Academics: Bachelor of Law, College of Law, University of Florida Catalog 1913-1914

Regiment: Private, Co. 156 Dep. Brig./Btry. D 318 FA

Birth: September 10, 1894, Rhine, Georgia,

Death: March 30, 1919, Meningitis

Burial: Greenwood Cemetery, New Orleans, Louisiana

Occupation: Attorney-At-Law

Documents: World War I Service Card     Report for Duty List      1914 UF Seminole Yearbook Photo      1914 UF Seminole Yearbook Signature

Thaddeus Hentz Smith

"Hentz Smith entered the University in September, 1912, having attended Mercer the two years previous. He was graduated in Law on June 9, 1914. His manner was genial and sincere; he made friends wherever he went. he threw himself into his college activities just as he did the more grim duties that fell him in France. He died of influenza on October 16, 1918."
Preceding text and photo (left) taken from The Florida Alligator May 23, 1919

Academics: Bachelor of Law, College of Law, University of Florida Catalog 1913-1914

Regiment: 2nd Lt. QC

Birth: August 9, 1891, Marianna, Florida

Death: October 17, 1918 Lobar Pneumonia, France

Burial: Saint Lukes Episcopal Cemetery Marianna, Florida

Occupation: Justice of the Peace, 6th Dist., Jackson County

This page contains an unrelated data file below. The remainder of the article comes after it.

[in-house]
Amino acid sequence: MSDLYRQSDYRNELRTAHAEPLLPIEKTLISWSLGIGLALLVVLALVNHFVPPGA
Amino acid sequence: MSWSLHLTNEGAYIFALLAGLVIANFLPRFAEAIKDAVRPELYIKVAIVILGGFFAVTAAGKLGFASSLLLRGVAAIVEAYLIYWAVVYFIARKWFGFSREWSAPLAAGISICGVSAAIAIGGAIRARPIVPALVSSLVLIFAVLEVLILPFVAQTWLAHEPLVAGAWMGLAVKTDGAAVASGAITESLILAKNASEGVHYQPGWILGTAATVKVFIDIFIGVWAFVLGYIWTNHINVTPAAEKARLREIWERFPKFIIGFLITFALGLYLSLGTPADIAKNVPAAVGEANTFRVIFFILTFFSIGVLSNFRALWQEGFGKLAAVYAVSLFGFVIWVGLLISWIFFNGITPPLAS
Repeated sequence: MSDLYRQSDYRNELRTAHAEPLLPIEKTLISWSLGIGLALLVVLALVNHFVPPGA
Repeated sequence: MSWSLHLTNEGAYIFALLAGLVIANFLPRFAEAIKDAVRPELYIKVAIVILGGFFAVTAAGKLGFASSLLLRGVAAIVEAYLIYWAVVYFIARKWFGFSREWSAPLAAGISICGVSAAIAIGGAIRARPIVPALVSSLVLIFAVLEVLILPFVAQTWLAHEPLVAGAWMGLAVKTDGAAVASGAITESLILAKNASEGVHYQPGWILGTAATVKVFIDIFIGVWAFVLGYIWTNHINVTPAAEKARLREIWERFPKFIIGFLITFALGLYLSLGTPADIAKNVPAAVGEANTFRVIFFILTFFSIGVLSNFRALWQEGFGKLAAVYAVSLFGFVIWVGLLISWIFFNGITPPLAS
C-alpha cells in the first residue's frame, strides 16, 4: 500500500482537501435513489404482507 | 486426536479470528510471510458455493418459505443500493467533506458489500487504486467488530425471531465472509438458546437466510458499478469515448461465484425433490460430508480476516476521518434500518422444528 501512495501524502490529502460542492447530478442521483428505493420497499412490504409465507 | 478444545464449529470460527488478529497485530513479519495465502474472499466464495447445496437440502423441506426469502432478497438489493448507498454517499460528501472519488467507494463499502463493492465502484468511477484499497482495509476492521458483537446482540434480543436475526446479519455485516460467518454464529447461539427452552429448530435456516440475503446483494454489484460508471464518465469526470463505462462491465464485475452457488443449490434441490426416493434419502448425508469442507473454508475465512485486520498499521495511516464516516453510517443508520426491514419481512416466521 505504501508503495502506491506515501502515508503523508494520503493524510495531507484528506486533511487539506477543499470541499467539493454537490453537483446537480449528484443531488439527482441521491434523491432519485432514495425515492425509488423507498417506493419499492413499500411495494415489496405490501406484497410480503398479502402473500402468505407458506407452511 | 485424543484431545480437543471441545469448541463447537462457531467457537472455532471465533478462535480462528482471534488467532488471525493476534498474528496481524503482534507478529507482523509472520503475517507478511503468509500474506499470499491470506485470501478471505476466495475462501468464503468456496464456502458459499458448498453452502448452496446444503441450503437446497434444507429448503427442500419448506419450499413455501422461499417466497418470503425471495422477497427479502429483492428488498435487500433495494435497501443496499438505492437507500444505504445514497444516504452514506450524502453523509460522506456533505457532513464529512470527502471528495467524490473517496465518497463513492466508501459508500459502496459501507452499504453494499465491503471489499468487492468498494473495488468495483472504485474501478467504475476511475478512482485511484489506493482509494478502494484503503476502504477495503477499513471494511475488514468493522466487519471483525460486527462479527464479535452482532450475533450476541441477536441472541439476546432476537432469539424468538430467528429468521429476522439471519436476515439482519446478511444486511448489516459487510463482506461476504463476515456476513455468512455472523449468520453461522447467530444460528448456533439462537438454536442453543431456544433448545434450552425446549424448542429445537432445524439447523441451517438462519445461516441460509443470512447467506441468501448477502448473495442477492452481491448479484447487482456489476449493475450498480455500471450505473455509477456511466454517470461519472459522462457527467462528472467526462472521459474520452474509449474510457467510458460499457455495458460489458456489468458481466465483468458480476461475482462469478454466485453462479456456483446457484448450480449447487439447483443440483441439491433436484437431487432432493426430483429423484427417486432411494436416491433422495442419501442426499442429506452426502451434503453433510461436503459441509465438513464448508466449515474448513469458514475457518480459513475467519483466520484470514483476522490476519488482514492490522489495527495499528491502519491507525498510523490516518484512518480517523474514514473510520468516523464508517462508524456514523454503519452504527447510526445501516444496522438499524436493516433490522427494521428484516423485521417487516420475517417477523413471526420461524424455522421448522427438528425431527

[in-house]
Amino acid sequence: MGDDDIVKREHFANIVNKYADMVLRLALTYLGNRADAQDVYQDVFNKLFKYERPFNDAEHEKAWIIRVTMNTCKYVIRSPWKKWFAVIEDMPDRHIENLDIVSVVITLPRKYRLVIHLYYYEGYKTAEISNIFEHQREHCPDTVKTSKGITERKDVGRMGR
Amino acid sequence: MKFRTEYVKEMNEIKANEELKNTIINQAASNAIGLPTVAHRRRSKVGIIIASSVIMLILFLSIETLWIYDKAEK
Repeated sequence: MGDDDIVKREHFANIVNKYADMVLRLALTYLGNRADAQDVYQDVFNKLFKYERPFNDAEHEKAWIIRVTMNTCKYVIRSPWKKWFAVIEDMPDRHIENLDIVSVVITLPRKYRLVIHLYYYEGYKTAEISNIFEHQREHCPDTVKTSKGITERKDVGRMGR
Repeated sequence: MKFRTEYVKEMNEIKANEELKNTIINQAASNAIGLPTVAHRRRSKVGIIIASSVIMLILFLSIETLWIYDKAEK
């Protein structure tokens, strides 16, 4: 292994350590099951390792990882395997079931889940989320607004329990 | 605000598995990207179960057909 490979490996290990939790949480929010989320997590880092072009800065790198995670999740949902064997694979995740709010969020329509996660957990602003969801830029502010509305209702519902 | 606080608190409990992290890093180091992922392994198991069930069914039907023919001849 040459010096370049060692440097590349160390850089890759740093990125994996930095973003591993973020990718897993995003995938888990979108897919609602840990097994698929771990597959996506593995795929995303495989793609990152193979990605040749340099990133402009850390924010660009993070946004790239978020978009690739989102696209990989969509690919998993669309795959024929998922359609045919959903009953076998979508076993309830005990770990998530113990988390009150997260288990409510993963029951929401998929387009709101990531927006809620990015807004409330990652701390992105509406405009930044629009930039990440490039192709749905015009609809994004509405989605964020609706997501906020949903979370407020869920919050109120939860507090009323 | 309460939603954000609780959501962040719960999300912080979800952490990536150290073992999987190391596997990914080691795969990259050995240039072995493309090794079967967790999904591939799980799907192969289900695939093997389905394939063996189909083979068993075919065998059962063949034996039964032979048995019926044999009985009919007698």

Documents: World War I Service Card     Registration Card      1914 UF Seminole Yearbook Photo      1914 UF Seminole Yearbook Signature

Richard Ray White

"Ray White fell at the battle of Saint Mihiel on September 12, 1918, while leading his platoon against the enemy. He fought in the battles of the Somme, the marne, and in the sectors of Soissons, and Marbache, and Saint Mihiel. He was a true soldier. We remember him as quiet, reserved, dignified, yet always a good fellow. He was one of the founders of the chapter of Sigma Alpha Epsilon of the University." Preceding text and photo (left) taken from The Florida Alligator May 23, 1919

Academics: Senior, College of Law University of Florida Catalog 1915-1916

Regiment: 23rd Infantry Regiment, 2nd Division, Second Lieutenant, U.S. Army

Birth: December 11, 1891, Conway, Florida

Death: November 13, 1918, Missing in action, Battle of Saint Mihiel, France

Burial: Tablets of the Missing at St. Mihiel American Cemetery, Thiaucourt, France

Occupation: Attorney, General Counsel

Documents: World War I Service Card      Registration Card      Report for Duty List      1915 UF Seminole Yearbook Photo

Earle E. Wiggins

"Born 1891; entered Law College fall of 1913, graduating fall of 1915. Entered service in December, 1917, being first stationed at Camp Johnston, Fla.; later transferred to remount service Camp Travis, Texas; died of influenza in January, 1919. He will be remembered for his enthusiasm, his earnestness, his honestness and his loyalty. A good fellow an excellent student, a successful lawyer, a noble soldier, he gave his all ungrudgingly, that the cause of Right might triumph over Evil." Preceding text taken from The Florida Alligator May 23, 1919

Academics: Senior, College of Law University of Florida Catalog 1913-1914

Regiment: Private, Dep. Co. Auxiliary Rmt. Dep. 329 - Hq. Co. Auxiliary Rmt. Dep. 329 to death

Birth: 1891, Hawthorne, Florida

Death: January 4, 1919, Broncho Pneumonia

Burial: Hawthorne Cemetery, Hawthorne, Florida

Documents: World War I Service Card      1914 UF Seminole Yearbook Photo      1914 UF Seminole Yearbook Signature






P. Marlin pam@dmarlin.com